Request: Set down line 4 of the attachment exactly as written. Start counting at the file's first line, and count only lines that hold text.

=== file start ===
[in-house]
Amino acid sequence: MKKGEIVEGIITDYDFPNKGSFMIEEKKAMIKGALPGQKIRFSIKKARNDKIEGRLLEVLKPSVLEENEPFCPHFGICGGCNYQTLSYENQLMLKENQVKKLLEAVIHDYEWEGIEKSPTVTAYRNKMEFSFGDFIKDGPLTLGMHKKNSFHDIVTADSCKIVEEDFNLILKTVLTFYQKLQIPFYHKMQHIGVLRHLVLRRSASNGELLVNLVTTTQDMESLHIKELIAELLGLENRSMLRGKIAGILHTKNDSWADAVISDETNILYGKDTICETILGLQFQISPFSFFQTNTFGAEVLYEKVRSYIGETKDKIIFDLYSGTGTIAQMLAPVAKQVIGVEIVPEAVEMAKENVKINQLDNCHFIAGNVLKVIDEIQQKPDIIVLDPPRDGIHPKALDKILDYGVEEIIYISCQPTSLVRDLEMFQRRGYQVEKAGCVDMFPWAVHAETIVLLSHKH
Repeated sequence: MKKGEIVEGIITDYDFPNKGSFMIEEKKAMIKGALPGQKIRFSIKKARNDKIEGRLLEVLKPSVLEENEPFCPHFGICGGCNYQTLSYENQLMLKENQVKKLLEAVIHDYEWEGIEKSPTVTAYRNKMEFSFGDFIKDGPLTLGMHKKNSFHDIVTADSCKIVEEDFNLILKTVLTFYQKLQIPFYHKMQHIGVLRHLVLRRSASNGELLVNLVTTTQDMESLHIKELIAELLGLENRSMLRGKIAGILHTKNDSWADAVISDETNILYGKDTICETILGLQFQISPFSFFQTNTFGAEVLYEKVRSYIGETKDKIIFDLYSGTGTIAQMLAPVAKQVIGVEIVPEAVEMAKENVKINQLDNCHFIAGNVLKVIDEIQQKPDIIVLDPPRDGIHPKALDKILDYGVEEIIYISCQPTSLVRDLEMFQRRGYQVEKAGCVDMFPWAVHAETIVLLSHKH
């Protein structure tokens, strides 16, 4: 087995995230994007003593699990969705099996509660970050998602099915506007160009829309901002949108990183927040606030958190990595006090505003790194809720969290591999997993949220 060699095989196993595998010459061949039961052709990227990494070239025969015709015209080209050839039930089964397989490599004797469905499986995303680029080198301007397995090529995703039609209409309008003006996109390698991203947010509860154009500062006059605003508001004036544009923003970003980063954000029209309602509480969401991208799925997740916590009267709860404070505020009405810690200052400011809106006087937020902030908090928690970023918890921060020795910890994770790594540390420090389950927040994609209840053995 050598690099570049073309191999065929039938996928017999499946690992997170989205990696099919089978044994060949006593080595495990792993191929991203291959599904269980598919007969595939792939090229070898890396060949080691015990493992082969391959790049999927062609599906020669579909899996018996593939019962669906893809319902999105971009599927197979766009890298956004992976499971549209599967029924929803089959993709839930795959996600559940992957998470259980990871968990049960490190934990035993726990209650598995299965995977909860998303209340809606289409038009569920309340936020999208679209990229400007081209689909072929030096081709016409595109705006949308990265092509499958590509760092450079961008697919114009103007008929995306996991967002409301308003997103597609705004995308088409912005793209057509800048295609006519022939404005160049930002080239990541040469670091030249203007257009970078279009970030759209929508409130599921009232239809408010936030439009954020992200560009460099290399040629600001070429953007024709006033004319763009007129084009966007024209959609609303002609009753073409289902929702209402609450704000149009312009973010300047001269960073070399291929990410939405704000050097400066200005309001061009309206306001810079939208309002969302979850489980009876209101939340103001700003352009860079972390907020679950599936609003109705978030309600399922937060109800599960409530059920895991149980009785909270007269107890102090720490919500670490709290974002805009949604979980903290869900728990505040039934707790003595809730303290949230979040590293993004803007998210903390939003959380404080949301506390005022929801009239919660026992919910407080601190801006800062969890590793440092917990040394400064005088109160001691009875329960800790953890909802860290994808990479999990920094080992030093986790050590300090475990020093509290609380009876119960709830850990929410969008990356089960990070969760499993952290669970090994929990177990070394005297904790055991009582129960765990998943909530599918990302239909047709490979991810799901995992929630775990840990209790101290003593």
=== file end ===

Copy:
């Protein structure tokens, strides 16, 4: 087995995230994007003593699990969705099996509660970050998602099915506007160009829309901002949108990183927040606030958190990595006090505003790194809720969290591999997993949220 060699095989196993595998010459061949039961052709990227990494070239025969015709015209080209050839039930089964397989490599004797469905499986995303680029080198301007397995090529995703039609209409309008003006996109390698991203947010509860154009500062006059605003508001004036544009923003970003980063954000029209309602509480969401991208799925997740916590009267709860404070505020009405810690200052400011809106006087937020902030908090928690970023918890921060020795910890994770790594540390420090389950927040994609209840053995 050598690099570049073309191999065929039938996928017999499946690992997170989205990696099919089978044994060949006593080595495990792993191929991203291959599904269980598919007969595939792939090229070898890396060949080691015990493992082969391959790049999927062609599906020669579909899996018996593939019962669906893809319902999105971009599927197979766009890298956004992976499971549209599967029924929803089959993709839930795959996600559940992957998470259980990871968990049960490190934990035993726990209650598995299965995977909860998303209340809606289409038009569920309340936020999208679209990229400007081209689909072929030096081709016409595109705006949308990265092509499958590509760092450079961008697919114009103007008929995306996991967002409301308003997103597609705004995308088409912005793209057509800048295609006519022939404005160049930002080239990541040469670091030249203007257009970078279009970030759209929508409130599921009232239809408010936030439009954020992200560009460099290399040629600001070429953007024709006033004319763009007129084009966007024209959609609303002609009753073409289902929702209402609450704000149009312009973010300047001269960073070399291929990410939405704000050097400066200005309001061009309206306001810079939208309002969302979850489980009876209101939340103001700003352009860079972390907020679950599936609003109705978030309600399922937060109800599960409530059920895991149980009785909270007269107890102090720490919500670490709290974002805009949604979980903290869900728990505040039934707790003595809730303290949230979040590293993004803007998210903390939003959380404080949301506390005022929801009239919660026992919910407080601190801006800062969890590793440092917990040394400064005088109160001691009875329960800790953890909802860290994808990479999990920094080992030093986790050590300090475990020093509290609380009876119960709830850990929410969008990356089960990070969760499993952290669970090994929990177990070394005297904790055991009582129960765990998943909530599918990302239909047709490979991810799901995992929630775990840990209790101290003593």